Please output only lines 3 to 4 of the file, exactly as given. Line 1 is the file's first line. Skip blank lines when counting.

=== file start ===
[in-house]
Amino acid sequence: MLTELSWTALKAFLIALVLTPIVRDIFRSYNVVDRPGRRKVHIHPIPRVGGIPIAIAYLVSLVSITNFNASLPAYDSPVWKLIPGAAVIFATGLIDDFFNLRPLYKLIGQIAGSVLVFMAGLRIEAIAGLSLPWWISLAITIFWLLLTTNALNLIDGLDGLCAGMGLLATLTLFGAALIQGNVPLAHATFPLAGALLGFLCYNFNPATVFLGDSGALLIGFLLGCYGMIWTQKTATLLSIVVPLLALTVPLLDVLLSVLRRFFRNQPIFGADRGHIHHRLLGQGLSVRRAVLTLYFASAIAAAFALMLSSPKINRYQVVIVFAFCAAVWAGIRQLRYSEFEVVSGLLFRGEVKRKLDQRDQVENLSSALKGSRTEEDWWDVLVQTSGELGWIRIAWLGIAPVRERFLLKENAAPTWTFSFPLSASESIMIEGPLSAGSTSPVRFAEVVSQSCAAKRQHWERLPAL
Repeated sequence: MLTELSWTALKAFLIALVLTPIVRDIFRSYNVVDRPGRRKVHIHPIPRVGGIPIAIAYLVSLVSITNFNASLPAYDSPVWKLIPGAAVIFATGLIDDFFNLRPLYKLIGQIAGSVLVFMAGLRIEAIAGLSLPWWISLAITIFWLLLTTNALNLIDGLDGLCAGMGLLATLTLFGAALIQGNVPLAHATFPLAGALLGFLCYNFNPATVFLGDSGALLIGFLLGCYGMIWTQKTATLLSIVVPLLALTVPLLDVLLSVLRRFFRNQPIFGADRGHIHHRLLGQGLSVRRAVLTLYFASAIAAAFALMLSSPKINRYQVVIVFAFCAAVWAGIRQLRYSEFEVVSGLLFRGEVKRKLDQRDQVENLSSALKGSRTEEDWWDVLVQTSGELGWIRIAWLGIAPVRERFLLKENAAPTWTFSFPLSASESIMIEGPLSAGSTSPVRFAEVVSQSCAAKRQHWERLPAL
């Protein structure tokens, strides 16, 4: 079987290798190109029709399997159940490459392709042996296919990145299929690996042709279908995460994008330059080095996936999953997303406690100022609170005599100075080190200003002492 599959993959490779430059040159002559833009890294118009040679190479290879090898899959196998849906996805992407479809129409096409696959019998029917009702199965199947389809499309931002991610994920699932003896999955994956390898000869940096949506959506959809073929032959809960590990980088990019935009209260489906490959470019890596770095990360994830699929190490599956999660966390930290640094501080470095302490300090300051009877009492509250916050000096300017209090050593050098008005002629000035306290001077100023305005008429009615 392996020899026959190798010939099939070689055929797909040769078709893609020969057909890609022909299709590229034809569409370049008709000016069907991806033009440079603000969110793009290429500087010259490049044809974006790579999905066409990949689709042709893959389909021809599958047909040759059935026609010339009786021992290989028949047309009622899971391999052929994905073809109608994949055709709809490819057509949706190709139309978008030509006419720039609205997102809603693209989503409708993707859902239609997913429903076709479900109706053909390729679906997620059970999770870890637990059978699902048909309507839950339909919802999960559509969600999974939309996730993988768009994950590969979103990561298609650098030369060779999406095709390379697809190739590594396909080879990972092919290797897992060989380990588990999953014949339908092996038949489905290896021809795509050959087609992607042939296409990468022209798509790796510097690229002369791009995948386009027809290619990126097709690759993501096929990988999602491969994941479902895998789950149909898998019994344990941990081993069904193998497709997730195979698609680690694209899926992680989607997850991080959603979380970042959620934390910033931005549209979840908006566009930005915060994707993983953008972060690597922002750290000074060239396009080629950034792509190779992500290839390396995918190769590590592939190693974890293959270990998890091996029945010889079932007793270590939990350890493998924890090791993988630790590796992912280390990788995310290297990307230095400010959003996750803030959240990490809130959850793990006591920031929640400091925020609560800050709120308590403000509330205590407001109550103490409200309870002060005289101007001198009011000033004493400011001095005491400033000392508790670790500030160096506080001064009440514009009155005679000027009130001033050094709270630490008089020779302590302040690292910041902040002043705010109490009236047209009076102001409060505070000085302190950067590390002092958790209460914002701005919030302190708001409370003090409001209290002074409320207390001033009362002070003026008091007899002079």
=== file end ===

Repeated sequence: MLTELSWTALKAFLIALVLTPIVRDIFRSYNVVDRPGRRKVHIHPIPRVGGIPIAIAYLVSLVSITNFNASLPAYDSPVWKLIPGAAVIFATGLIDDFFNLRPLYKLIGQIAGSVLVFMAGLRIEAIAGLSLPWWISLAITIFWLLLTTNALNLIDGLDGLCAGMGLLATLTLFGAALIQGNVPLAHATFPLAGALLGFLCYNFNPATVFLGDSGALLIGFLLGCYGMIWTQKTATLLSIVVPLLALTVPLLDVLLSVLRRFFRNQPIFGADRGHIHHRLLGQGLSVRRAVLTLYFASAIAAAFALMLSSPKINRYQVVIVFAFCAAVWAGIRQLRYSEFEVVSGLLFRGEVKRKLDQRDQVENLSSALKGSRTEEDWWDVLVQTSGELGWIRIAWLGIAPVRERFLLKENAAPTWTFSFPLSASESIMIEGPLSAGSTSPVRFAEVVSQSCAAKRQHWERLPAL
């Protein structure tokens, strides 16, 4: 079987290798190109029709399997159940490459392709042996296919990145299929690996042709279908995460994008330059080095996936999953997303406690100022609170005599100075080190200003002492 599959993959490779430059040159002559833009890294118009040679190479290879090898899959196998849906996805992407479809129409096409696959019998029917009702199965199947389809499309931002991610994920699932003896999955994956390898000869940096949506959506959809073929032959809960590990980088990019935009209260489906490959470019890596770095990360994830699929190490599956999660966390930290640094501080470095302490300090300051009877009492509250916050000096300017209090050593050098008005002629000035306290001077100023305005008429009615 392996020899026959190798010939099939070689055929797909040769078709893609020969057909890609022909299709590229034809569409370049008709000016069907991806033009440079603000969110793009290429500087010259490049044809974006790579999905066409990949689709042709893959389909021809599958047909040759059935026609010339009786021992290989028949047309009622899971391999052929994905073809109608994949055709709809490819057509949706190709139309978008030509006419720039609205997102809603693209989503409708993707859902239609997913429903076709479900109706053909390729679906997620059970999770870890637990059978699902048909309507839950339909919802999960559509969600999974939309996730993988768009994950590969979103990561298609650098030369060779999406095709390379697809190739590594396909080879990972092919290797897992060989380990588990999953014949339908092996038949489905290896021809795509050959087609992607042939296409990468022209798509790796510097690229002369791009995948386009027809290619990126097709690759993501096929990988999602491969994941479902895998789950149909898998019994344990941990081993069904193998497709997730195979698609680690694209899926992680989607997850991080959603979380970042959620934390910033931005549209979840908006566009930005915060994707993983953008972060690597922002750290000074060239396009080629950034792509190779992500290839390396995918190769590590592939190693974890293959270990998890091996029945010889079932007793270590939990350890493998924890090791993988630790590796992912280390990788995310290297990307230095400010959003996750803030959240990490809130959850793990006591920031929640400091925020609560800050709120308590403000509330205590407001109550103490409200309870002060005289101007001198009011000033004493400011001095005491400033000392508790670790500030160096506080001064009440514009009155005679000027009130001033050094709270630490008089020779302590302040690292910041902040002043705010109490009236047209009076102001409060505070000085302190950067590390002092958790209460914002701005919030302190708001409370003090409001209290002074409320207390001033009362002070003026008091007899002079």